Saudi Arabia has issued a law prohibiting the tinting of glass on buses. And of course it’s created a controversy. Police state that it’s a matter of safety — drivers need to be able to see out of their windows. This Saudi Gazette article doesn’t state it, but there’s also a security concern — police need to be able to see who’s in a vehicle.
Militating against the ban are school teachers — primarily female — who believe that tinting offers them privacy from the too-eager eyes of males in other vehicles or on the sidewalks.
The bus companies are not pleased by the SR300 (US ~$100) fines they receive for each bus stopped by the police.
The clashes between competing social values are always among the most interesting to watch.
Drivers denounce ban on tinted bus windows
Saudi Gazette report
TAIF – Several companies that run buses for both schoolchildren and female teachers are in a crunch after the recent decision by the Traffic Department to ban tinted windows in school buses has forced many teachers to take alternative means of transportation and as a result lowered their profits, a local newspaper reported.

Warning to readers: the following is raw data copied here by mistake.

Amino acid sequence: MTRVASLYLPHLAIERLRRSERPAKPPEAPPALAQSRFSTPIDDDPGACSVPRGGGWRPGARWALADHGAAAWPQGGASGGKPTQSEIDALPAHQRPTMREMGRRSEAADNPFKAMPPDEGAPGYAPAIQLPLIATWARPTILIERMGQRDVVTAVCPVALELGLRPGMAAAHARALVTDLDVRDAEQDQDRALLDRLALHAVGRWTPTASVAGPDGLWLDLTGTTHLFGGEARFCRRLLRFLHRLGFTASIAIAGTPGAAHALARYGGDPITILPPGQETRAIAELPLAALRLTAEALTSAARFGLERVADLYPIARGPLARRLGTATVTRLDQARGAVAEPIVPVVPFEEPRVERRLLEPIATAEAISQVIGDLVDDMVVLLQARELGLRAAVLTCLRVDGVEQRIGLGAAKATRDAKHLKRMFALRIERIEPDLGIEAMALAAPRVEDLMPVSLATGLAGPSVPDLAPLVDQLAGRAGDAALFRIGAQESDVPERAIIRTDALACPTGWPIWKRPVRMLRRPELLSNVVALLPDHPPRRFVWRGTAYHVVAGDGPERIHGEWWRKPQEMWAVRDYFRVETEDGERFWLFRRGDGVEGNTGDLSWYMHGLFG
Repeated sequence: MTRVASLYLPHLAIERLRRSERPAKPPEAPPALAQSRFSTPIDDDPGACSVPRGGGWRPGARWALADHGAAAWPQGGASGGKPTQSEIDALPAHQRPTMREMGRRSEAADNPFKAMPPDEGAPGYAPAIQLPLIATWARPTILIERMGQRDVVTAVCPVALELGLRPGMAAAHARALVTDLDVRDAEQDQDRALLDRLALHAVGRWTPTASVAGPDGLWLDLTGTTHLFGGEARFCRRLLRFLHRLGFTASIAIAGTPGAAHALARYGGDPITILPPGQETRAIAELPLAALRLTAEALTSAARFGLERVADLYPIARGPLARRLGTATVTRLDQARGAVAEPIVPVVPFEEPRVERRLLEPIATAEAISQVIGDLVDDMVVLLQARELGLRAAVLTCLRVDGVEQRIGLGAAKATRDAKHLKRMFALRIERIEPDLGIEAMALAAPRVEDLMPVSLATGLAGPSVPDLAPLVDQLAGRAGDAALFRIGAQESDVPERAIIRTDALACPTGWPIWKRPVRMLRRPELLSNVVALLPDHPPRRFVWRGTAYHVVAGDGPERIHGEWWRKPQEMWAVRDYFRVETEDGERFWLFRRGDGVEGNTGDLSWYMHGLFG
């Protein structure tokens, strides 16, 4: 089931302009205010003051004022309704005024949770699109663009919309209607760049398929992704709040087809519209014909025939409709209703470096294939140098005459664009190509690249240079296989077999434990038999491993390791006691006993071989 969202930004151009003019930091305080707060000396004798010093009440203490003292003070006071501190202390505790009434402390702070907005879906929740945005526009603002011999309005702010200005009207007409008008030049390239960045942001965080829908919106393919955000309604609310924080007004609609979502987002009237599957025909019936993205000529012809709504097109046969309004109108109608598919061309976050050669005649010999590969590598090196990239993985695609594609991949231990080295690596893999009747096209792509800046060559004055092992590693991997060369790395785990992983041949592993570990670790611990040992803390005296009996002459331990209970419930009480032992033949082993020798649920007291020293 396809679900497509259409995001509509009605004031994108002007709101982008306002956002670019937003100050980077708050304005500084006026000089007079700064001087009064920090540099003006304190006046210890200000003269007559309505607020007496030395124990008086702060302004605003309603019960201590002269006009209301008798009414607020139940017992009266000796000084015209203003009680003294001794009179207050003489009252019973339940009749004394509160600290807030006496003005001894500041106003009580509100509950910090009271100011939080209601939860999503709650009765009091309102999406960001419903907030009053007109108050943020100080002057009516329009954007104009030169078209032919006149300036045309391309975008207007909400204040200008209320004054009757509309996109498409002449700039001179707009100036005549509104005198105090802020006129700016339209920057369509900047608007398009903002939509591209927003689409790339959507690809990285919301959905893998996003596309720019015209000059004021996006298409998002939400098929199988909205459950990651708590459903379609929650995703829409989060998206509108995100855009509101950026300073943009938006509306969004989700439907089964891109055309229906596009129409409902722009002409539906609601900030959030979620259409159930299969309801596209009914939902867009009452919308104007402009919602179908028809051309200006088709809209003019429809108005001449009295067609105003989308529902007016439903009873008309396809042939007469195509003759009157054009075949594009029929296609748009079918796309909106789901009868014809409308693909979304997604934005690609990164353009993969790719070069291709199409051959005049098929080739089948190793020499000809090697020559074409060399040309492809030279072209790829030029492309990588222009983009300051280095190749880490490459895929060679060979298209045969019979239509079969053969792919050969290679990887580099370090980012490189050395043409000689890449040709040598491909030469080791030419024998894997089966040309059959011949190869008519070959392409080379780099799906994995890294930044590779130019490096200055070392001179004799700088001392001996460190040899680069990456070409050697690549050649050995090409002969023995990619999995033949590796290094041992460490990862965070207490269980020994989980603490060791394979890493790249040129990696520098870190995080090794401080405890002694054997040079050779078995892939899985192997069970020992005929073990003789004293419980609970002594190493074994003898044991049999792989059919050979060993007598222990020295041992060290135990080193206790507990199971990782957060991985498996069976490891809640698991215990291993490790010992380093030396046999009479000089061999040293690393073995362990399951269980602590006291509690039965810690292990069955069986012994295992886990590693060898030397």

Speaking from Taif, driver Hamdan Al-Khudaidi accused traffic police of unnecessarily targeting drivers by repeatedly pulling them over and slapping them with fines for tinting bus windows.
“There has been a noticeable increase in inspections of buses carrying female teachers at checkpoints on both the Taif-Riyadh and the Southern roads which in turn causes teachers to be late for classes. Then there are repeated fines for tinting windows. This has forced many teachers to resort to alternative means of transportation,” he said, while adding that tinted windows protect teachers from the sun and provide them with privacy as they travel long distances to their schools.
In the US, each state has its own laws regarding the tinting of vehicle windows. These can range from none (as in Washington, DC) to quite dark. The security and privacy concerns in the US, though, are not quite the same as in Saudi Arabia.